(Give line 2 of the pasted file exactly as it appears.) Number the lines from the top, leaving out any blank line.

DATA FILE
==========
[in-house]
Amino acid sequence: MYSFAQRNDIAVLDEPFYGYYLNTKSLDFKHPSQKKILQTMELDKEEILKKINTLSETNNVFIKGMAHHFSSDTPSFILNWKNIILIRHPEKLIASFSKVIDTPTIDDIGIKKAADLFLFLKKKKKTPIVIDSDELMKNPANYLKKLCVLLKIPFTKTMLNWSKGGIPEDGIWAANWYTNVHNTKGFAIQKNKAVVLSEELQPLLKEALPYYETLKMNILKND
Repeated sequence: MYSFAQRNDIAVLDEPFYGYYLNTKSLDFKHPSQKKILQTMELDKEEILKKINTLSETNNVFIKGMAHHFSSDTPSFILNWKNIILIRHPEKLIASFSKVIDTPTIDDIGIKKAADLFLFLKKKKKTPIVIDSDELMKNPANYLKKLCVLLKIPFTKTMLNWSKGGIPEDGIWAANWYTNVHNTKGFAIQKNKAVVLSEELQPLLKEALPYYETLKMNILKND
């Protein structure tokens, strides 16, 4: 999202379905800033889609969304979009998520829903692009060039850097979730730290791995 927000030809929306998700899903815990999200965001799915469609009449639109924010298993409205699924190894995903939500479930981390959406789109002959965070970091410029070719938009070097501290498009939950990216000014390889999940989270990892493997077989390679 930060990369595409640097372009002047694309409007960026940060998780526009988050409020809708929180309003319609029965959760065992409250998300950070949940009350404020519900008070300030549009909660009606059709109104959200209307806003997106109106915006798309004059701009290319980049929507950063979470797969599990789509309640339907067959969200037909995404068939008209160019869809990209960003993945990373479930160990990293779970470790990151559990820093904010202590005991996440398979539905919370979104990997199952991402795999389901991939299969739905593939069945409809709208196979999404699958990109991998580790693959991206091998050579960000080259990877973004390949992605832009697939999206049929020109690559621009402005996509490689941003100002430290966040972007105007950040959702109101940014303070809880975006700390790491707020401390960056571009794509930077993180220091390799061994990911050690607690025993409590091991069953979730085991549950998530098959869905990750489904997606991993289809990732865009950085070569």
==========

Amino acid sequence: MYSFAQRNDIAVLDEPFYGYYLNTKSLDFKHPSQKKILQTMELDKEEILKKINTLSETNNVFIKGMAHHFSSDTPSFILNWKNIILIRHPEKLIASFSKVIDTPTIDDIGIKKAADLFLFLKKKKKTPIVIDSDELMKNPANYLKKLCVLLKIPFTKTMLNWSKGGIPEDGIWAANWYTNVHNTKGFAIQKNKAVVLSEELQPLLKEALPYYETLKMNILKND